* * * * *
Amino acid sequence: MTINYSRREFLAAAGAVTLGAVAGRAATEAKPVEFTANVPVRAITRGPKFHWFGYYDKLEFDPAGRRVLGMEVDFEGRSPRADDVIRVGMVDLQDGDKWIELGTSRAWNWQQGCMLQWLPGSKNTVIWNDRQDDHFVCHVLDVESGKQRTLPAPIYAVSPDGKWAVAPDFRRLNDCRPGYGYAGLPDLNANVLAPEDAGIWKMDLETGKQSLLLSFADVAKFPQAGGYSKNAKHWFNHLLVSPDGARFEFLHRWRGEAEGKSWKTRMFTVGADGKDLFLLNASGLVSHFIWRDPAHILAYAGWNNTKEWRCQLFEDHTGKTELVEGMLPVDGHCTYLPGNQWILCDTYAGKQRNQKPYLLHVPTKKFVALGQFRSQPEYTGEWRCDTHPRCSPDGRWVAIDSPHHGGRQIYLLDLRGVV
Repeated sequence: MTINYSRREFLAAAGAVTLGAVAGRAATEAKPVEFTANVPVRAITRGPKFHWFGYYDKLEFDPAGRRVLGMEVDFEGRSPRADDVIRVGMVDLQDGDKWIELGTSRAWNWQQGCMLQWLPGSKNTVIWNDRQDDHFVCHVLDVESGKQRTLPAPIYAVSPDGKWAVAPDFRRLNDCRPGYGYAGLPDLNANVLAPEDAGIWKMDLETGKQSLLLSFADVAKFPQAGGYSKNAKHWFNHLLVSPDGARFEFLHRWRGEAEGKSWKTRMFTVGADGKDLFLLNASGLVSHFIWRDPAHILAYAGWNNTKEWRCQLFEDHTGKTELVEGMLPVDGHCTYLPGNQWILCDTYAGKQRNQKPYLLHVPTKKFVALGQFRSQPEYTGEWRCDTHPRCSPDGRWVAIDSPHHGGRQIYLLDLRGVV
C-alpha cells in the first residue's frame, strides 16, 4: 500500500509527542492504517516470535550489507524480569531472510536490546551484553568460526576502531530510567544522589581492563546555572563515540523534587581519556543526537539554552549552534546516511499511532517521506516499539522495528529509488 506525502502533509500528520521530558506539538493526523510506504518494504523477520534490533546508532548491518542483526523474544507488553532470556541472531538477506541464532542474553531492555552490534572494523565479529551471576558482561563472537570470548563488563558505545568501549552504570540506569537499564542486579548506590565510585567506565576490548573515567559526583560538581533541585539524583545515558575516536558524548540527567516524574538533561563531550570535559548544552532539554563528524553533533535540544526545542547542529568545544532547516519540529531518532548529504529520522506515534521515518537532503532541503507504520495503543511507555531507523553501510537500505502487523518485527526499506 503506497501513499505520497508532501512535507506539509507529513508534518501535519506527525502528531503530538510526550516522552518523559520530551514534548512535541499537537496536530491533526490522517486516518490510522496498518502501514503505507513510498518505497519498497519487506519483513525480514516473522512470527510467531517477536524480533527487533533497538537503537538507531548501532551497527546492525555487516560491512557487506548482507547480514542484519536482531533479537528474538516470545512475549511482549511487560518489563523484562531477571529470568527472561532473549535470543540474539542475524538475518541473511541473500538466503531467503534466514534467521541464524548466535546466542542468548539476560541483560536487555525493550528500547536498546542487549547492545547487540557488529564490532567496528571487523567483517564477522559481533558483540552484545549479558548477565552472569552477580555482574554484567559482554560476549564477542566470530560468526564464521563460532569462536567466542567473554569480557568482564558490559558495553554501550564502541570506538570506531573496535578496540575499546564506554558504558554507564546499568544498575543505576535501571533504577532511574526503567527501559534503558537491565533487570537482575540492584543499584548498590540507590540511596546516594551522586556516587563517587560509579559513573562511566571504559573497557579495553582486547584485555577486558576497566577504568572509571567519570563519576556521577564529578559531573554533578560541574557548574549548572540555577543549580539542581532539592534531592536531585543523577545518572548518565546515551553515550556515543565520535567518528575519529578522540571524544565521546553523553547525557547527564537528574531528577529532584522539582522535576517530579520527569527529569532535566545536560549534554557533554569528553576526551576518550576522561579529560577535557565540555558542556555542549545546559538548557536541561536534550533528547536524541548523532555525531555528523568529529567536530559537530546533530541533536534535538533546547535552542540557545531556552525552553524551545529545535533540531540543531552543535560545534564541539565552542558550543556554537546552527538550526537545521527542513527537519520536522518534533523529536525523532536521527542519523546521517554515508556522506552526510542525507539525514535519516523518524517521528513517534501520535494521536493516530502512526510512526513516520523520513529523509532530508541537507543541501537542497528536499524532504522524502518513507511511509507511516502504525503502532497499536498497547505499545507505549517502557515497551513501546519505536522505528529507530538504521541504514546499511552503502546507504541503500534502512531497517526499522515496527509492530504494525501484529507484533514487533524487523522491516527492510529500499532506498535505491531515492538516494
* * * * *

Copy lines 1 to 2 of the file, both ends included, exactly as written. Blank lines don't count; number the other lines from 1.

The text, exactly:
Amino acid sequence: MTINYSRREFLAAAGAVTLGAVAGRAATEAKPVEFTANVPVRAITRGPKFHWFGYYDKLEFDPAGRRVLGMEVDFEGRSPRADDVIRVGMVDLQDGDKWIELGTSRAWNWQQGCMLQWLPGSKNTVIWNDRQDDHFVCHVLDVESGKQRTLPAPIYAVSPDGKWAVAPDFRRLNDCRPGYGYAGLPDLNANVLAPEDAGIWKMDLETGKQSLLLSFADVAKFPQAGGYSKNAKHWFNHLLVSPDGARFEFLHRWRGEAEGKSWKTRMFTVGADGKDLFLLNASGLVSHFIWRDPAHILAYAGWNNTKEWRCQLFEDHTGKTELVEGMLPVDGHCTYLPGNQWILCDTYAGKQRNQKPYLLHVPTKKFVALGQFRSQPEYTGEWRCDTHPRCSPDGRWVAIDSPHHGGRQIYLLDLRGVV
Repeated sequence: MTINYSRREFLAAAGAVTLGAVAGRAATEAKPVEFTANVPVRAITRGPKFHWFGYYDKLEFDPAGRRVLGMEVDFEGRSPRADDVIRVGMVDLQDGDKWIELGTSRAWNWQQGCMLQWLPGSKNTVIWNDRQDDHFVCHVLDVESGKQRTLPAPIYAVSPDGKWAVAPDFRRLNDCRPGYGYAGLPDLNANVLAPEDAGIWKMDLETGKQSLLLSFADVAKFPQAGGYSKNAKHWFNHLLVSPDGARFEFLHRWRGEAEGKSWKTRMFTVGADGKDLFLLNASGLVSHFIWRDPAHILAYAGWNNTKEWRCQLFEDHTGKTELVEGMLPVDGHCTYLPGNQWILCDTYAGKQRNQKPYLLHVPTKKFVALGQFRSQPEYTGEWRCDTHPRCSPDGRWVAIDSPHHGGRQIYLLDLRGVV